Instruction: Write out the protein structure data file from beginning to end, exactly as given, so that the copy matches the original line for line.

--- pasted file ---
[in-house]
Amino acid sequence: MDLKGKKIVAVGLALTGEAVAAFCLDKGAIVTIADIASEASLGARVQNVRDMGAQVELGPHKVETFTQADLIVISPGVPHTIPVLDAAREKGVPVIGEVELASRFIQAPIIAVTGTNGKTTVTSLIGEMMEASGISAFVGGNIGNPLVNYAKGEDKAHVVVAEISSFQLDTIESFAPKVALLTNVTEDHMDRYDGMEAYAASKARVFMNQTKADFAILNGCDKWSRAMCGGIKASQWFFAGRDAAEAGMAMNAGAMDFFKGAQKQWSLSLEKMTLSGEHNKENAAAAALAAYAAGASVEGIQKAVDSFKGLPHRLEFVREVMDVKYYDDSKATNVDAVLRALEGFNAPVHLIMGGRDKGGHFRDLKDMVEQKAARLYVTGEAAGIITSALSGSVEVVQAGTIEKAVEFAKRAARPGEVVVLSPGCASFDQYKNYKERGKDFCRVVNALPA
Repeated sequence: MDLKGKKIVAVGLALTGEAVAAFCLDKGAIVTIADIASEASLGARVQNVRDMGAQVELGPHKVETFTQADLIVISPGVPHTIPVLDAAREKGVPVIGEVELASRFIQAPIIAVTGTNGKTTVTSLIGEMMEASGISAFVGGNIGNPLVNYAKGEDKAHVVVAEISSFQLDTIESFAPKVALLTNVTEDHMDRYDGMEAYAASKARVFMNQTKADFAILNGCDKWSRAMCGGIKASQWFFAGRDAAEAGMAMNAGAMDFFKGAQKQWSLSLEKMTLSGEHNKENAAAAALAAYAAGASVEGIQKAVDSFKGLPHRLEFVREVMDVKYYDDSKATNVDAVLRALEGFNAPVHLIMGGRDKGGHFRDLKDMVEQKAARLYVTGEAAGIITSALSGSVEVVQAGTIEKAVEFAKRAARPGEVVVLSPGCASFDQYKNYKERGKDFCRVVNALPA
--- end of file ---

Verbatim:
[in-house]
Amino acid sequence: MDLKGKKIVAVGLALTGEAVAAFCLDKGAIVTIADIASEASLGARVQNVRDMGAQVELGPHKVETFTQADLIVISPGVPHTIPVLDAAREKGVPVIGEVELASRFIQAPIIAVTGTNGKTTVTSLIGEMMEASGISAFVGGNIGNPLVNYAKGEDKAHVVVAEISSFQLDTIESFAPKVALLTNVTEDHMDRYDGMEAYAASKARVFMNQTKADFAILNGCDKWSRAMCGGIKASQWFFAGRDAAEAGMAMNAGAMDFFKGAQKQWSLSLEKMTLSGEHNKENAAAAALAAYAAGASVEGIQKAVDSFKGLPHRLEFVREVMDVKYYDDSKATNVDAVLRALEGFNAPVHLIMGGRDKGGHFRDLKDMVEQKAARLYVTGEAAGIITSALSGSVEVVQAGTIEKAVEFAKRAARPGEVVVLSPGCASFDQYKNYKERGKDFCRVVNALPA
Repeated sequence: MDLKGKKIVAVGLALTGEAVAAFCLDKGAIVTIADIASEASLGARVQNVRDMGAQVELGPHKVETFTQADLIVISPGVPHTIPVLDAAREKGVPVIGEVELASRFIQAPIIAVTGTNGKTTVTSLIGEMMEASGISAFVGGNIGNPLVNYAKGEDKAHVVVAEISSFQLDTIESFAPKVALLTNVTEDHMDRYDGMEAYAASKARVFMNQTKADFAILNGCDKWSRAMCGGIKASQWFFAGRDAAEAGMAMNAGAMDFFKGAQKQWSLSLEKMTLSGEHNKENAAAAALAAYAAGASVEGIQKAVDSFKGLPHRLEFVREVMDVKYYDDSKATNVDAVLRALEGFNAPVHLIMGGRDKGGHFRDLKDMVEQKAARLYVTGEAAGIITSALSGSVEVVQAGTIEKAVEFAKRAARPGEVVVLSPGCASFDQYKNYKERGKDFCRVVNALPA